Re^3: Efficient bit-twiddling in Perl.

by ggoebel (Sexton)
 on Mar 01, 2013 at 03:43 UTC ( #1021145=note: print w/replies, xml ) Need Help??

in reply to Re^2: Efficient bit-twiddling in Perl.
in thread Efficient bit-twiddling in Perl.

Bit::Vector as you might guess isn't any better...

```use strict;
use warnings;
use Time::HiRes qw[ time ];
use Bit::Vector;

my @lookup; \$#lookup = 0x3ffff;
\$lookup[ \$_ ] = [ ( \$_ & 0x3f000 ) >> 12, ( \$_ & 0xfc0 ) >> 6, \$_ & 0x
+3f ]
for 0 .. 0x3ffff;

my( @nxt, @mid, @bot );
\$nxt[ \$_ ] = ( \$_ & 0x3f000 ) >> 12,
\$mid[ \$_ ] = ( \$_ & 0xfc0 ) >> 6,
\$bot[ \$_ ] = \$_ & 0x3f
for 0 .. 0x3ffff;

sub stuff{
#    print "@_";
}

our \$ITERS //= 10e6;

my \$n = 0x80061861;

my \$start = time;
for ( 1 .. \$ITERS ) {
stuff(
( \$n & 0xffc00000 ) >> 18,
( \$n & 0x0003f000 ) >> 12,
( \$n & 0x00000fc0 ) >>  6,
( \$n & 0x0000003f )
);
}
printf "  Shift&and took: %.12f seconds\n", ( time() - \$start ) / \$ITE
+RS;

\$start = time;
for ( 1 .. \$ITERS ) {
stuff( \$n >> 18, @{ \$lookup[ \$n & 0x3ffff ] } );
}
printf "    Lookup  took: %.12f seconds\n", ( time() - \$start ) / \$ITE
+RS;

\$start = time;
for ( 1 .. \$ITERS ) {
my \$i = \$n & 0x3ffff;
stuff( \$n >> 18, \$nxt[ \$i ], \$mid[ \$i ], \$bot[ \$i ] );
}
printf "    Lookup2 took: %.12f seconds\n", ( time() - \$start ) / \$ITE
+RS;

\$start = time;
for ( 1 .. \$ITERS ) {
stuff( unpack 'vccc', join'',map{ pack'b*', \$_ } unpack 'a14a6a6a6
+', unpack 'B32', pack 'N', \$n );
}
printf "   (un)pack took: %.12f seconds\n", ( time() - \$start ) / \$ITE
+RS;

\$n="\$n";
my \$vector;
\$start = time;
for (1 .. \$ITERS ) {
\$vector = Bit::Vector->new_Hex(32, \$n);
);
}
printf "Bit::Vector took: %.12f seconds\n", ( time() - \$start ) / \$ITE
+RS;
__END__

C:\test>perl bv.pl
Shift&and took: 0.000000551174 seconds
Lookup  took: 0.000000272709 seconds
Lookup2 took: 0.000000335823 seconds
(un)pack took: 0.000003393702 seconds
Bit::Vector took: 0.000005372898 seconds

Replies are listed 'Best First'.
Re^4: Efficient bit-twiddling in Perl.
by danaj (Friar) on Mar 01, 2013 at 07:04 UTC
The Bit::Vector code needs new_Dec, not new_Hex. Here are are some additions to your code showing Data::BitStream::XS and two alternatives using Bit::Vector. Neither are improvements over the fast simple methods, but they do show that both are at least reasonable solutions.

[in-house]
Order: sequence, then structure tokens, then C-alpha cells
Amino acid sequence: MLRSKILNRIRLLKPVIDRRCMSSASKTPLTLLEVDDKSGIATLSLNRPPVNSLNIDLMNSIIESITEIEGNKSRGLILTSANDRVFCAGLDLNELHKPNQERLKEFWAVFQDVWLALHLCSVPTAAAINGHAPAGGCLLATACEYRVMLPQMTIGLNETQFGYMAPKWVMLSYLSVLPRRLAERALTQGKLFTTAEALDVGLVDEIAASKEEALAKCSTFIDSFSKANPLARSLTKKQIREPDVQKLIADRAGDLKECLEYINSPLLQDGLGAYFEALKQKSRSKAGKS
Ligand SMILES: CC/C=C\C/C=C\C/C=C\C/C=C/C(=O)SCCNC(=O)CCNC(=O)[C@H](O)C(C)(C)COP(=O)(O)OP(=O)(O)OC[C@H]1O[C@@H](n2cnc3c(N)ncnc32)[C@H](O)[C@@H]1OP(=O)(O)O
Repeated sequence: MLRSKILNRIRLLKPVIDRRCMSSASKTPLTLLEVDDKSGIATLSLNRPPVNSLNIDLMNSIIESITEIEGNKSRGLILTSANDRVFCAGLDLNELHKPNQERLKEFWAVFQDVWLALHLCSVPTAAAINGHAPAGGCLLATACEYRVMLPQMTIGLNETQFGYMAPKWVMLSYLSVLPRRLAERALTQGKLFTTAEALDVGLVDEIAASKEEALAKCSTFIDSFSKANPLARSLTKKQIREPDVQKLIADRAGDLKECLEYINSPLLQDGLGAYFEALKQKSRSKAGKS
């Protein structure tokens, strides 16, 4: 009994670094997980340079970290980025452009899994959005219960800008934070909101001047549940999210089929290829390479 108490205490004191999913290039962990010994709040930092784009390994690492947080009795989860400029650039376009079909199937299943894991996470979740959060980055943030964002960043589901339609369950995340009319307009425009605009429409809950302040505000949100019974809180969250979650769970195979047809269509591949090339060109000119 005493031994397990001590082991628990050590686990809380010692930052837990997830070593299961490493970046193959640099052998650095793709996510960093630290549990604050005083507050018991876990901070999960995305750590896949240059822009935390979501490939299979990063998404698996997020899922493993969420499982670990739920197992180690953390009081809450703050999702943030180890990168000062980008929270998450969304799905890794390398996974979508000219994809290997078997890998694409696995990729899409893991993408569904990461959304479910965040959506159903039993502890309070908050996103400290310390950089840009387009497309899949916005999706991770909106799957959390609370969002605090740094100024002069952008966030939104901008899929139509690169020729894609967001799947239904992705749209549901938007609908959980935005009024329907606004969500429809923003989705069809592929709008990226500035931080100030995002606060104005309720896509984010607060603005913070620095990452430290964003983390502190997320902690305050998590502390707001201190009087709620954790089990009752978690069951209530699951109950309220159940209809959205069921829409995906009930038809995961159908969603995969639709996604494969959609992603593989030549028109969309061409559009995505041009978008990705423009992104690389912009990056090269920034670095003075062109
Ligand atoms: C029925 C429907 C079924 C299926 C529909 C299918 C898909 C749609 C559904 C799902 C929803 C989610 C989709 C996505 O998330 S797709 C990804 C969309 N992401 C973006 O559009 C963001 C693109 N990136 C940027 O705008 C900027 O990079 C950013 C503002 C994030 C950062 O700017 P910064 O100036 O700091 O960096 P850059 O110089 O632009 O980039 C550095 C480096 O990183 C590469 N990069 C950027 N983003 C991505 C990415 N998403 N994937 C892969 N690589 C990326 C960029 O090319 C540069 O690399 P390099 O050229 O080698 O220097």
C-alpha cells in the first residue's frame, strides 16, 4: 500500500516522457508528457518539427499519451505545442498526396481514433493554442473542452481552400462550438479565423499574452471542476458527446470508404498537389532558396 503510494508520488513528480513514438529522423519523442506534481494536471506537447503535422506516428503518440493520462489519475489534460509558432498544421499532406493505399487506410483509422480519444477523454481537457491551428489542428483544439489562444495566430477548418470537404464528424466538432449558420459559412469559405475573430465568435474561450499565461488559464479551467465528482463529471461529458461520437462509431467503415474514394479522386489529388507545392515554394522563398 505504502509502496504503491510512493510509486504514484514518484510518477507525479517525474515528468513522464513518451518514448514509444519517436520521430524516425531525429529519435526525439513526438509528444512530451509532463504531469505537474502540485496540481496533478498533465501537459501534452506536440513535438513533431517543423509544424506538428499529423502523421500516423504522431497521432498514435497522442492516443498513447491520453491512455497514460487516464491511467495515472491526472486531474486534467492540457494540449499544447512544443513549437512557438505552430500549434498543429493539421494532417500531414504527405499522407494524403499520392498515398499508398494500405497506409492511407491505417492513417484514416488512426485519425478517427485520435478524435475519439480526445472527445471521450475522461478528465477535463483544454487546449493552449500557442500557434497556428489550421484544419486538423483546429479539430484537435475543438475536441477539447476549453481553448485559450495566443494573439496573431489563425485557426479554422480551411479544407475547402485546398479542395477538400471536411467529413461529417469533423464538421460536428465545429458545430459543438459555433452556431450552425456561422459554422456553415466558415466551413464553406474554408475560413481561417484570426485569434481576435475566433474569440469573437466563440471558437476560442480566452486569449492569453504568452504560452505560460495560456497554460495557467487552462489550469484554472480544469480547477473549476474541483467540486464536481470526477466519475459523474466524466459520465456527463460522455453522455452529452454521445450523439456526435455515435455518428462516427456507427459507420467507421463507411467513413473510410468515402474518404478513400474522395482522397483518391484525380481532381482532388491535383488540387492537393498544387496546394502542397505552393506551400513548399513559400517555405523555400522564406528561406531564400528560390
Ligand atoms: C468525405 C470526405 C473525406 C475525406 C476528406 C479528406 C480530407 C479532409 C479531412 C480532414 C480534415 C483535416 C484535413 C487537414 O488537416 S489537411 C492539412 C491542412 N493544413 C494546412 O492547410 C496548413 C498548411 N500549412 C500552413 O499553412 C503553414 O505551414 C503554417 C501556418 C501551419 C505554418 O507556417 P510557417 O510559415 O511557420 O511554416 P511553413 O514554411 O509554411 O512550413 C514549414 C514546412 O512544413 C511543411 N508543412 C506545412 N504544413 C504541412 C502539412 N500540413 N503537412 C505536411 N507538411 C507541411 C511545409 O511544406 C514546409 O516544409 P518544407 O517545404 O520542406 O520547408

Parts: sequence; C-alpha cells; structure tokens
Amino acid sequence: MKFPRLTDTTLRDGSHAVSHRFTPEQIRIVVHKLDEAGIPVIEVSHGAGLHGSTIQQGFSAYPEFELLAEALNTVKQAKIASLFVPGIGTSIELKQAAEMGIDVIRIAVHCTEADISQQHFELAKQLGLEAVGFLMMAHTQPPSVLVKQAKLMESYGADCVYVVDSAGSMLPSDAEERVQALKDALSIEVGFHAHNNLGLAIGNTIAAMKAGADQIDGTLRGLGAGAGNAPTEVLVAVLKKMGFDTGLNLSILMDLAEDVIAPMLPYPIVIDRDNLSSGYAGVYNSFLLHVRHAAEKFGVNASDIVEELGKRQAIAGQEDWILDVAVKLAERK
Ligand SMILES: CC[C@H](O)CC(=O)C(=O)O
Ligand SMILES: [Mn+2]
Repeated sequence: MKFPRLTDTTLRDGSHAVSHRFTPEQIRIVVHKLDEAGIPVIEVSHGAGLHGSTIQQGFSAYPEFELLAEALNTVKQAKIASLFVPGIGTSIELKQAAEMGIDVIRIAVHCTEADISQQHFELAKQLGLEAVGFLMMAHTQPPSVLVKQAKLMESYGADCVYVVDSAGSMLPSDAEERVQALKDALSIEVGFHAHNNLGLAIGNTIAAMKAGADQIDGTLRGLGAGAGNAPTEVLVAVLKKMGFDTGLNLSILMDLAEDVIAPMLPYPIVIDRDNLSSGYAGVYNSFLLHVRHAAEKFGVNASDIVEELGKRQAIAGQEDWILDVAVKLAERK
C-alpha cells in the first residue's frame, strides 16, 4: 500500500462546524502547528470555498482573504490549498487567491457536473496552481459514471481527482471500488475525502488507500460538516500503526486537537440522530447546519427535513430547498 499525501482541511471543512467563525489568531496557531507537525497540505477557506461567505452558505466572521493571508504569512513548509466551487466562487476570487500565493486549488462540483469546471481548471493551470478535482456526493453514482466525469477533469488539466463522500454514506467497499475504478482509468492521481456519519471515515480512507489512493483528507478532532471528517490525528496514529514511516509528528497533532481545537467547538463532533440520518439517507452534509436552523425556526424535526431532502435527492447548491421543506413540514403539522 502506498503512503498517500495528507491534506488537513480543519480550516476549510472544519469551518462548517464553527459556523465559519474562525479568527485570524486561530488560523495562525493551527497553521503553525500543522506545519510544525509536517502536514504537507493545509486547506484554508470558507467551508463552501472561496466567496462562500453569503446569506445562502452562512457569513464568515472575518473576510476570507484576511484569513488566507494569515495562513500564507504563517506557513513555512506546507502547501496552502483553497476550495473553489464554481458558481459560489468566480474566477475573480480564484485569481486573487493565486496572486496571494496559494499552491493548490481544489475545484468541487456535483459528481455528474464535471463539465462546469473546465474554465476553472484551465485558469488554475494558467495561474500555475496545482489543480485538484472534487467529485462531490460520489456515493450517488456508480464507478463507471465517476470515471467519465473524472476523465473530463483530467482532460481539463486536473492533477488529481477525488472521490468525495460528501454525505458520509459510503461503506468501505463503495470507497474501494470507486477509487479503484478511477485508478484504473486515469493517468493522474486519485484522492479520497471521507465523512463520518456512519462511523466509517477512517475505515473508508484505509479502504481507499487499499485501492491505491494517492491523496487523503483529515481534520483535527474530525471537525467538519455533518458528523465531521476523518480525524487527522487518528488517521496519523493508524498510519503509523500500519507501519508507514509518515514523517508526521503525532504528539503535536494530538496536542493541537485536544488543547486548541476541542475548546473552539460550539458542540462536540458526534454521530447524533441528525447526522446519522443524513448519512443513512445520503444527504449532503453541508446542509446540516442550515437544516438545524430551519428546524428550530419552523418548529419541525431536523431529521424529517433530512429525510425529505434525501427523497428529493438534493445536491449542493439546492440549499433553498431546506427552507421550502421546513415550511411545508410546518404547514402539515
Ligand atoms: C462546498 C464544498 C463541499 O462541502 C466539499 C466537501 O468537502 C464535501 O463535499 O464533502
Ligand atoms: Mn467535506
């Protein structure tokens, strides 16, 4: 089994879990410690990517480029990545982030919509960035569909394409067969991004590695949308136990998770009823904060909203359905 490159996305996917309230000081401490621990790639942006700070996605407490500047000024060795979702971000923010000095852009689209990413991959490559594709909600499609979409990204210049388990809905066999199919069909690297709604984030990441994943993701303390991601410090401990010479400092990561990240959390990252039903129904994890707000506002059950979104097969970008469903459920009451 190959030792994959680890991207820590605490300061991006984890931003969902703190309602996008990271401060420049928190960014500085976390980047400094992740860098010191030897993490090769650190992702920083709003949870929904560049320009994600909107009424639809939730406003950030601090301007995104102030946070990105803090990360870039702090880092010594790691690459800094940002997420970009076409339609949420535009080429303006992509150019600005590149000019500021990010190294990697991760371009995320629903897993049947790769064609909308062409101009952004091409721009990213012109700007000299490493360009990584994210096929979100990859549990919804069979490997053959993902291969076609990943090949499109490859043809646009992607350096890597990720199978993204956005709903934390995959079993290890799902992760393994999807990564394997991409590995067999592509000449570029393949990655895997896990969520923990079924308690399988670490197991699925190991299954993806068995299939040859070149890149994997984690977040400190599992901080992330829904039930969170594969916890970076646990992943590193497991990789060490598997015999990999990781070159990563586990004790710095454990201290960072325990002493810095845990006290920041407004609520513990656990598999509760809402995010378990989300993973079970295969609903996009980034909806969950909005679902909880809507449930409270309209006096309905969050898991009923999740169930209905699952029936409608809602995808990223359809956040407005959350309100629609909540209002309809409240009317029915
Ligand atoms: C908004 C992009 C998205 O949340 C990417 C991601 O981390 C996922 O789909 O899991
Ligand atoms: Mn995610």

```\$start = time;
my \$stream = Data::BitStream::XS->new;
# \$stream->write(32, \$n) for 1 .. \$ITERS; # Below is faster
\$stream->put_raw(pack("N",\$n) x \$ITERS, 32*\$ITERS);
for (1 .. \$ITERS ) {
}
printf "   D::B::XS took: %.12f seconds\n", ( time() - \$start ) / \$ITE
+RS;

\$start = time;
for (1 .. \$ITERS ) {
my \$vector = Bit::Vector->new_Dec(32, \$n);
);
}
printf "Bit::Vector took: %.12f seconds\n", ( time() - \$start ) / \$ITE
+RS;

\$start = time;
my \$vector = Bit::Vector->new(32*\$ITERS);
\$vector->Word_List_Store((\$n) x \$ITERS);
for (0 .. \$ITERS-1 ) {
);
}
printf "Bit::Vector took: %.12f seconds\n", ( time() - \$start ) / \$ITE
+RS;
I get on my computer:
```  Shift&and took: 0.000000193217 seconds
Lookup  took: 0.000000180829 seconds
Lookup2 took: 0.000000215928 seconds
(un)pack took: 0.000001851533 seconds
D::B::XS took: 0.000000643722 seconds
Bit::Vector took: 0.000001739788 seconds
Bit::Vector took: 0.000000957755 seconds
It really depends on what the usage model is. Both Data::BitStream and Bit::Vector are going to suffer if you insist on making a new object for each word. They will do much better if you let them create a single object and fill it, then pull the data out in arbitrary sized chunks. If the OP had all the values in one chunk or array then this would be more appropriate.

One could also write a new coding role for Data::BitStream to handle retrieving the values using code similar to one of the lookup methods, but there would have to be some real reason to want a stream vs. just doing it using one of the lookup methods.

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